In all these cases, it was necessary to "reconstruct" parts of the employer and payor address logs through a review of the FMEP running record. This enabled the researchers to assess the currency of FOAEA trace results.

4.5.3   Reliance on the Running Record

Because of the lack of information on trace results and trace histories in some key fields, it was necessary to reconstruct or confirm data in the running record. The running record is a narrative of case related actions and results completed by family maintenance staff in an abbreviated form. It contains the most complete picture of each case and tracing efforts, but it is subjective, not organized by category or key word, can be very lengthy, and is difficult for someone not involved in the case to interpret.

In order to assess and validate trace results, the running record was reviewed in each case. This contributed to the length of the review research process and difficulties in accurately determining outcomes.

4.5.4   Lack of Clear Information on Trace Outcome or Payments

There was no specific data field within the FMEP database to validate the source of the trace information or whether trace information had been received, reviewed or applied. It was also difficult to ascertain whether a specific trace had been successful, or whether the trace had resulted in payor or employer contact or payment. This information had to be inferred from other data and the data analyzed to establish cause and effect. For example, it was sometimes difficult to assess whether a Notice of Attachment (NOA) was issued as a result of a federal trace or from some other information. Similarly, it was not easy to determine whether payments made were the result of a NOA or another action.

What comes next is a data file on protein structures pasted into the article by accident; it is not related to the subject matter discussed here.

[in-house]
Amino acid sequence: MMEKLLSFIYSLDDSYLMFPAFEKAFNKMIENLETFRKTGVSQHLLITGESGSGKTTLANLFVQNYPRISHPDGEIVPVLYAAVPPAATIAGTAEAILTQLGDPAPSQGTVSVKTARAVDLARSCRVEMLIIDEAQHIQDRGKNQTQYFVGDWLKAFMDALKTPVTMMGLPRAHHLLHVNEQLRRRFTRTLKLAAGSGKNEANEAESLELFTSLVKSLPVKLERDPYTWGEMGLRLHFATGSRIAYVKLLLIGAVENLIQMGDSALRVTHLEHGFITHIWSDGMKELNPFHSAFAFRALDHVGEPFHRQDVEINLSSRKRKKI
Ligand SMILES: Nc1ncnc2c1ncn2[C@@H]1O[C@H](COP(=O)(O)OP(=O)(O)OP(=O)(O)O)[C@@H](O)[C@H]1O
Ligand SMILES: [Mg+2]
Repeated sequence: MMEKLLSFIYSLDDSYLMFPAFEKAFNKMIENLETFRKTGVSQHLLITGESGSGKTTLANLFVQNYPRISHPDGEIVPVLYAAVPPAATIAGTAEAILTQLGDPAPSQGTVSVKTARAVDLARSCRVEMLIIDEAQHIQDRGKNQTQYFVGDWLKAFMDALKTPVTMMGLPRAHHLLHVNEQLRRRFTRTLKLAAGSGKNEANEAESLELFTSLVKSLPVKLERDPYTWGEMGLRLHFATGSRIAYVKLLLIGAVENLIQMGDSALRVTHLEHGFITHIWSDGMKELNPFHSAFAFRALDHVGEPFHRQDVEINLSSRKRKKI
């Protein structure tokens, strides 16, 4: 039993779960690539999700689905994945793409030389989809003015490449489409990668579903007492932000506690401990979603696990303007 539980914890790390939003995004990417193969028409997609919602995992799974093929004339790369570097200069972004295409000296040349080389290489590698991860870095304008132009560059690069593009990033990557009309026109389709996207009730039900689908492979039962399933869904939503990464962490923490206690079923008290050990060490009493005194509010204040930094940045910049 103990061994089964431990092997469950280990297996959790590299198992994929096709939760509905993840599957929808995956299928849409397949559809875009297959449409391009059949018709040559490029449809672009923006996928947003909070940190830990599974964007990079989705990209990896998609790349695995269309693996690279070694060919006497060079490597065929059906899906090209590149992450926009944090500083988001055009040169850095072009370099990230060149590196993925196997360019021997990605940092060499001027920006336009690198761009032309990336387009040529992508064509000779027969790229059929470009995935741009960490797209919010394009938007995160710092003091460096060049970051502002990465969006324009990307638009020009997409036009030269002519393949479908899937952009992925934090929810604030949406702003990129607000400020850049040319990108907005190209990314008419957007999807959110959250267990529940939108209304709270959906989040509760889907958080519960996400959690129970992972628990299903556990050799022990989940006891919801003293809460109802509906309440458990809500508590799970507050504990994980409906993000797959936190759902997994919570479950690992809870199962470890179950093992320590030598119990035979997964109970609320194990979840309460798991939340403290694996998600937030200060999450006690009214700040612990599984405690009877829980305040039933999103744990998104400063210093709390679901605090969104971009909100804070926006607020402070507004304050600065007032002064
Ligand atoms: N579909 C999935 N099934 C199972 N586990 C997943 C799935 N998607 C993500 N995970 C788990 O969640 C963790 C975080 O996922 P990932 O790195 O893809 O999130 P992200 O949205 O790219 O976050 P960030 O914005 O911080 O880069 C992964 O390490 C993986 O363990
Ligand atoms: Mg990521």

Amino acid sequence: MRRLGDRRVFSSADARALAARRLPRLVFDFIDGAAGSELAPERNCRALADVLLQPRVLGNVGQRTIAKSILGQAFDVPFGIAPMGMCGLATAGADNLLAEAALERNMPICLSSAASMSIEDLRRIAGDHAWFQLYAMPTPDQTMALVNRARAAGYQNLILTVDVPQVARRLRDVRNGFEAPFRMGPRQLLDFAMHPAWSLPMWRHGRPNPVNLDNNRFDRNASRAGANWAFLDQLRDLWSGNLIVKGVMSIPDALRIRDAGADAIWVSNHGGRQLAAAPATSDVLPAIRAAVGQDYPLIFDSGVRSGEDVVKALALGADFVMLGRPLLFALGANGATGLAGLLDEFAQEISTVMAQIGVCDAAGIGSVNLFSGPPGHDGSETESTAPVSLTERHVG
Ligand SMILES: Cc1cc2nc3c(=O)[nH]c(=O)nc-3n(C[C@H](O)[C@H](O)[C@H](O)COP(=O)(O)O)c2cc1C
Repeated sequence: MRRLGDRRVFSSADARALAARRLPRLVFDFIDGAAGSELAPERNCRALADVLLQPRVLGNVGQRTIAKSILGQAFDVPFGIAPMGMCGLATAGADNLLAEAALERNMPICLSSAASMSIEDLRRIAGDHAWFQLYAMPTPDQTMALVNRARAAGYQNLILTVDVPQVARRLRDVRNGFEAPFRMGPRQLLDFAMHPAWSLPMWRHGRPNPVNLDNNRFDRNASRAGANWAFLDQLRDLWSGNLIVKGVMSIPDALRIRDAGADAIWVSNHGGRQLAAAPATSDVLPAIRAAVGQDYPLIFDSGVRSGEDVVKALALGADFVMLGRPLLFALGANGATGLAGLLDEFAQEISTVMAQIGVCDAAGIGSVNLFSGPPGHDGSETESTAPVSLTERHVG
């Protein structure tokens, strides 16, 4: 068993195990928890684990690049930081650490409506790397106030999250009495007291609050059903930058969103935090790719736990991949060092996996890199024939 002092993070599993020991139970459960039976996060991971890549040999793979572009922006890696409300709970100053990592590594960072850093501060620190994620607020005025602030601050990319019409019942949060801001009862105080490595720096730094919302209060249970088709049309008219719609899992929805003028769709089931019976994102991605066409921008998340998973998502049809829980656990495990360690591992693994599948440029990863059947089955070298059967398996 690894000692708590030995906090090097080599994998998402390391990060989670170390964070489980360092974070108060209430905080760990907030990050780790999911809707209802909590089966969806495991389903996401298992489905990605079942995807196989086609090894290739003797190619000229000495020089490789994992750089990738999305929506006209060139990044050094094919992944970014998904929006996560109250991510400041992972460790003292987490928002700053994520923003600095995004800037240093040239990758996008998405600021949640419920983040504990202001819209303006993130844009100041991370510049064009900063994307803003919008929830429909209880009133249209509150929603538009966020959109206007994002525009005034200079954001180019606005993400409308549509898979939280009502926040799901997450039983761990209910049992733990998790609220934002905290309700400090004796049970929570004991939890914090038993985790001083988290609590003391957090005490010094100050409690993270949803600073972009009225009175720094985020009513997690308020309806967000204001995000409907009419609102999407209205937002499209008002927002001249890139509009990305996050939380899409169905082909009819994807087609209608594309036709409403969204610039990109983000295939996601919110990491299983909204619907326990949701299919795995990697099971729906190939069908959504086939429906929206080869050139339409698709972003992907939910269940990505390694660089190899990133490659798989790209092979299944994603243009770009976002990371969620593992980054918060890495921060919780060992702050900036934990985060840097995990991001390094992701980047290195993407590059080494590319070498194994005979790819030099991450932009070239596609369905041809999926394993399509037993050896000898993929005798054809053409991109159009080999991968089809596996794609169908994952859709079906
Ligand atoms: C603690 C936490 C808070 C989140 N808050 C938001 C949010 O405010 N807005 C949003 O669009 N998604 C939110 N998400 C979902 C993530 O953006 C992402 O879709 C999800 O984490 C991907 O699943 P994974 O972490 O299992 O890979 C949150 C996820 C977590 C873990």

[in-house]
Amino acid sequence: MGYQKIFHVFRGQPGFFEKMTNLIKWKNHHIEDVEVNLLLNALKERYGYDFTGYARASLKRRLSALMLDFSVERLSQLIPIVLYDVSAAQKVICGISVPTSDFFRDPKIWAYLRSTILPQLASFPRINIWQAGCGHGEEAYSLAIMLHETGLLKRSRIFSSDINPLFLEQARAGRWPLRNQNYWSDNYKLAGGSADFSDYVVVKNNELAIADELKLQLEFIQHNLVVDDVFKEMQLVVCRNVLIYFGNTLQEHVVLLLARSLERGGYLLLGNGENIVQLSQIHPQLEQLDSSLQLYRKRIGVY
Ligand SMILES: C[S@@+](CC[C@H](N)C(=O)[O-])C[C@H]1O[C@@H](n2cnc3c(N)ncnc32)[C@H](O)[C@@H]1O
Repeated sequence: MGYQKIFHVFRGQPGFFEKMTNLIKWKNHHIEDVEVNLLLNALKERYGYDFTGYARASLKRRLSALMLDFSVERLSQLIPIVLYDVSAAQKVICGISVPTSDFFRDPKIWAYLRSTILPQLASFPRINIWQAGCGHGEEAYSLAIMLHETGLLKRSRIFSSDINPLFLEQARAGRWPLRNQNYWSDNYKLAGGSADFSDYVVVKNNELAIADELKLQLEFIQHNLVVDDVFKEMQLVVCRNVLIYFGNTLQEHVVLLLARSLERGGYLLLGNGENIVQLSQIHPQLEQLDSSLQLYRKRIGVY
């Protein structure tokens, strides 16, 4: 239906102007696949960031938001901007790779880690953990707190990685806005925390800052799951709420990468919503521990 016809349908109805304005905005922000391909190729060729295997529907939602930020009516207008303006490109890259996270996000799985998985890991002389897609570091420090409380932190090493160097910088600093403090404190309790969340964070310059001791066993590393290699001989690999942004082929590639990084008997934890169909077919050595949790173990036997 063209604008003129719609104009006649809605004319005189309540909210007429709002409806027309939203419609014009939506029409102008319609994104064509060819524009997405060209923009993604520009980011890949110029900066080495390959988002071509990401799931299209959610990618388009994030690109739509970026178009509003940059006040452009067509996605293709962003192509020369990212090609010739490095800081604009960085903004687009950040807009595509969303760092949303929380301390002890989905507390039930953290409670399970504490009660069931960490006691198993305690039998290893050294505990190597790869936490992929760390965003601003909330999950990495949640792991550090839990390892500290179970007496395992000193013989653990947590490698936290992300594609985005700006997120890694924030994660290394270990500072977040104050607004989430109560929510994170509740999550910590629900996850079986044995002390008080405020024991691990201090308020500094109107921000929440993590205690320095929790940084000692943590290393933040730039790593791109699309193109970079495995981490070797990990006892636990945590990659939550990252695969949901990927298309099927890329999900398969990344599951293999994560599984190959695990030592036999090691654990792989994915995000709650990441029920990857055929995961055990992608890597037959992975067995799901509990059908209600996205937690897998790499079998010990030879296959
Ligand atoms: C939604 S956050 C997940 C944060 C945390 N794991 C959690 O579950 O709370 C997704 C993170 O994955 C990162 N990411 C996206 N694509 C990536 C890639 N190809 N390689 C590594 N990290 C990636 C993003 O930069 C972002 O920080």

The study attempted to determine the source of any maintenance payments made and whether these were voluntary or compulsory. Again, this was difficult to distinguish. Type of payment (e.g. cheque) was broadly defined and could include a variety of sources, including direct payment from a payor or from a company garnishee (Table 18).

4.5.5   Difficulty in Assessing FMEP Review and Application of Data